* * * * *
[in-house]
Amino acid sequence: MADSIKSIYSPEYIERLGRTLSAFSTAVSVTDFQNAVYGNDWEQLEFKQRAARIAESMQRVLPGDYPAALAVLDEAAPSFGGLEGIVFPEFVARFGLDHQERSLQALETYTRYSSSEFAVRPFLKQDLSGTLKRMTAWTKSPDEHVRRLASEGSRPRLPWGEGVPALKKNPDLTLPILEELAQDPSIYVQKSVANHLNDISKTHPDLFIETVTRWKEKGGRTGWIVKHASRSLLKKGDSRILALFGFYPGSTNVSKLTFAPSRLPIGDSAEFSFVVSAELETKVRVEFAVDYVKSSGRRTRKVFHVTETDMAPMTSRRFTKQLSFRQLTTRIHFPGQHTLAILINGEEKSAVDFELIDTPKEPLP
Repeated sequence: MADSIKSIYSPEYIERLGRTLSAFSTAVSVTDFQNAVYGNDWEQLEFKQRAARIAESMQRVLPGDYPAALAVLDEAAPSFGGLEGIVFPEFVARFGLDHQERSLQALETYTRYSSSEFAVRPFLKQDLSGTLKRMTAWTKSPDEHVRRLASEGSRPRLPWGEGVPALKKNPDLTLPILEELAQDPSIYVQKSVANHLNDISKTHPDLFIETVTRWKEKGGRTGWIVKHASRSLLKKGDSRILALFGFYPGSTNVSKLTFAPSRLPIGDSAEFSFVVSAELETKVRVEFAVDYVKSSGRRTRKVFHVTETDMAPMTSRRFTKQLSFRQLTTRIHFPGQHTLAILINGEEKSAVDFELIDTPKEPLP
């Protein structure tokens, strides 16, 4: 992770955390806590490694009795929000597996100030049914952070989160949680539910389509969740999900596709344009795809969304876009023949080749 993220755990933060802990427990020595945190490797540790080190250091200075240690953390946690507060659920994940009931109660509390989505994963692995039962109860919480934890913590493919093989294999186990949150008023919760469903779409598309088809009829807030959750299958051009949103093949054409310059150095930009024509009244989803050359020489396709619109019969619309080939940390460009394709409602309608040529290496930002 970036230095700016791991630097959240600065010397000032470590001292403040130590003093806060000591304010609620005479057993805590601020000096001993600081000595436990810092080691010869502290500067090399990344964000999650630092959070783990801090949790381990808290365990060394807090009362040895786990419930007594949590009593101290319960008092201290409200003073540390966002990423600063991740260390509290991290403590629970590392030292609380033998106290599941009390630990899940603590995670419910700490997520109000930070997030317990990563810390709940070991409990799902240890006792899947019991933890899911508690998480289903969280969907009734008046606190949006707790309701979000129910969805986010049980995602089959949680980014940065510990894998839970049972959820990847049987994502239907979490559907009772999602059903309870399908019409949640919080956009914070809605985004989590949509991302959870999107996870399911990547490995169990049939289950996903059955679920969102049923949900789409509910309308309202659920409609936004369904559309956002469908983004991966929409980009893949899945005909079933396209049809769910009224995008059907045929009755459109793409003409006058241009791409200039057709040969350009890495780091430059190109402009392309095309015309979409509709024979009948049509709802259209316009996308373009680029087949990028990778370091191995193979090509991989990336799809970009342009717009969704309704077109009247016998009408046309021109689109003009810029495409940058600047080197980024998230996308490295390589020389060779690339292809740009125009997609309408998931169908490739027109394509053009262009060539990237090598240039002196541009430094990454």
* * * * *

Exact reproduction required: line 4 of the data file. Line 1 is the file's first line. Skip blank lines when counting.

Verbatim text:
């Protein structure tokens, strides 16, 4: 992770955390806590490694009795929000597996100030049914952070989160949680539910389509969740999900596709344009795809969304876009023949080749 993220755990933060802990427990020595945190490797540790080190250091200075240690953390946690507060659920994940009931109660509390989505994963692995039962109860919480934890913590493919093989294999186990949150008023919760469903779409598309088809009829807030959750299958051009949103093949054409310059150095930009024509009244989803050359020489396709619109019969619309080939940390460009394709409602309608040529290496930002 970036230095700016791991630097959240600065010397000032470590001292403040130590003093806060000591304010609620005479057993805590601020000096001993600081000595436990810092080691010869502290500067090399990344964000999650630092959070783990801090949790381990808290365990060394807090009362040895786990419930007594949590009593101290319960008092201290409200003073540390966002990423600063991740260390509290991290403590629970590392030292609380033998106290599941009390630990899940603590995670419910700490997520109000930070997030317990990563810390709940070991409990799902240890006792899947019991933890899911508690998480289903969280969907009734008046606190949006707790309701979000129910969805986010049980995602089959949680980014940065510990894998839970049972959820990847049987994502239907979490559907009772999602059903309870399908019409949640919080956009914070809605985004989590949509991302959870999107996870399911990547490995169990049939289950996903059955679920969102049923949900789409509910309308309202659920409609936004369904559309956002469908983004991966929409980009893949899945005909079933396209049809769910009224995008059907045929009755459109793409003409006058241009791409200039057709040969350009890495780091430059190109402009392309095309015309979409509709024979009948049509709802259209316009996308373009680029087949990028990778370091191995193979090509991989990336799809970009342009717009969704309704077109009247016998009408046309021109689109003009810029495409940058600047080197980024998230996308490295390589020389060779690339292809740009125009997609309408998931169908490739027109394509053009262009060539990237090598240039002196541009430094990454």